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Detritus & Bacteria

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Detritus & Bacteria - Part 1
Open your notebook to a new page, labelled with the date and the title "Detritus and Bacteria." There is a vast amount of plant and animal life within an estuary, as you can see in the picture below. What do you think happens when plants and animals die in the estuary? Write your answer in your notebook.

Saddlebag Island, Washington
Sea Star, Barnacles, and Kelp

Detritus & Bacteria -
Part 2

When something dies in the estuary, it immediately becomes food. Crabs, sea stars, and other animals begin to tear apart and eat the organism. In the picture below, you can see a dead fish being eaten by a sea star and a dungeness crab.

copyright Still Hope Productions, Inc. 2004

What do you think will happen to the pieces of fish that are not eaten? Write your answer in your notebook.

These small particles fall to the floor of the sea and begin to rot. (Detritus is dead, rotting stuff). This stuff is eaten by many organisms of the estuary. Click on the link below to read about animals that eat detritus (detritivores or deposit eaters).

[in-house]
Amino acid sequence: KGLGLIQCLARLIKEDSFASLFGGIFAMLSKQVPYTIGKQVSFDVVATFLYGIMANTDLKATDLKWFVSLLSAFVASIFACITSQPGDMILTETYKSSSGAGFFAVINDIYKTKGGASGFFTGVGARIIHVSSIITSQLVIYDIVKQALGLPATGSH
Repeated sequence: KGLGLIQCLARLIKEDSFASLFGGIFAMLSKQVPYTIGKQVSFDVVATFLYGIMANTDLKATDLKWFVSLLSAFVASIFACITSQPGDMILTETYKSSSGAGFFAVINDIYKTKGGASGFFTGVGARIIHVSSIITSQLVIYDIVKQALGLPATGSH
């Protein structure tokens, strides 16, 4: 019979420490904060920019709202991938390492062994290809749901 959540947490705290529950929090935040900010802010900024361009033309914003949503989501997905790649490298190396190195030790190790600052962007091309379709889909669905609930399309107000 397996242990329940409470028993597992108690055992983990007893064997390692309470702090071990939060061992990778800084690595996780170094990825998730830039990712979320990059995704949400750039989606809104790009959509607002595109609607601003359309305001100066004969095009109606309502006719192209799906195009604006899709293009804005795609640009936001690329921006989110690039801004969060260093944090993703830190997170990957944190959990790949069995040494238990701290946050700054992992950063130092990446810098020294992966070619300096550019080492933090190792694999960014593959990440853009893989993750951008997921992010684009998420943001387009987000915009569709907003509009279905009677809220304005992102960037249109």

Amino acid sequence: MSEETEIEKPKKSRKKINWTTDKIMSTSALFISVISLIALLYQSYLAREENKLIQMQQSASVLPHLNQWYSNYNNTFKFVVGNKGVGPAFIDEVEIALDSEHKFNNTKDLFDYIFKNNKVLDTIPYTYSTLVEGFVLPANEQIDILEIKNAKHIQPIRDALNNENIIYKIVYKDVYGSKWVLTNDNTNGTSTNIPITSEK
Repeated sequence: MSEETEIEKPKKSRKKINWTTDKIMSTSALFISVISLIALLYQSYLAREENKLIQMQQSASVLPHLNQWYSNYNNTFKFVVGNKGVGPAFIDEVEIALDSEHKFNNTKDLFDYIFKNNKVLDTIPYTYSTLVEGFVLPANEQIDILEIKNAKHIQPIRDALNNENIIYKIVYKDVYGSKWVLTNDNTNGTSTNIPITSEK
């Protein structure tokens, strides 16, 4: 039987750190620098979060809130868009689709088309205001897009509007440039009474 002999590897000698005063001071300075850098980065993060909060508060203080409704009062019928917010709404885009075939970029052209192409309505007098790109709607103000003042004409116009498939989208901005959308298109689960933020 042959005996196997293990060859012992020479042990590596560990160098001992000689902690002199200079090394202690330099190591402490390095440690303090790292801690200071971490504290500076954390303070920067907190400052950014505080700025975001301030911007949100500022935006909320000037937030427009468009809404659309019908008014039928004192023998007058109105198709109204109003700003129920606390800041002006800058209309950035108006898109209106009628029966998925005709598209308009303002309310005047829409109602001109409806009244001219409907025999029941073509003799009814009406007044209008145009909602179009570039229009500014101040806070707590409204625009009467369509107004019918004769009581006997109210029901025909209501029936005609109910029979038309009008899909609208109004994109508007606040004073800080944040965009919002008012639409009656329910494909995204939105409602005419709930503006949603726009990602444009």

In your notebook, write down what you learned about detritus. Also, write down any questions you have about detritus.

Detritus & Bacteria -
Part 3

As you've learned, detritus is dead, rotting stuff. But, it also contains bacteria. What do you think about bacteria? In your notebook, label a new section "Bacteria" and tell what you know and think about bacteria.
Then, click on the "bacteria" links to read about bacteria.

Now, in your notebook, answer these questions about bacteria:
  1. What are bacteria?
  2. Where can bacteria be found?
  3. What do bacteria do?
  4. Has your thinking about bacteria changed? How?

The bacteria in detritus helps to break down dead matter, which is then eaten by other organisms. Many animals get their nutrients from detritus, such as filter feeders (clams, oysters, and mussels), crabs, snails, and barnacles. It's all a part of the system of life - things die, are broken down, and eaten by other things, which in turn die.

Be prepared for our whole-group discussion time by having your notebook filled out with the following items:
  1. What you've learned today.
  2. Any questions you still have about detritus and bacteria.
  3. Interesting things you'd like to share (such as scientific drawings, interesting facts, etc.).

Become an estuary expert!

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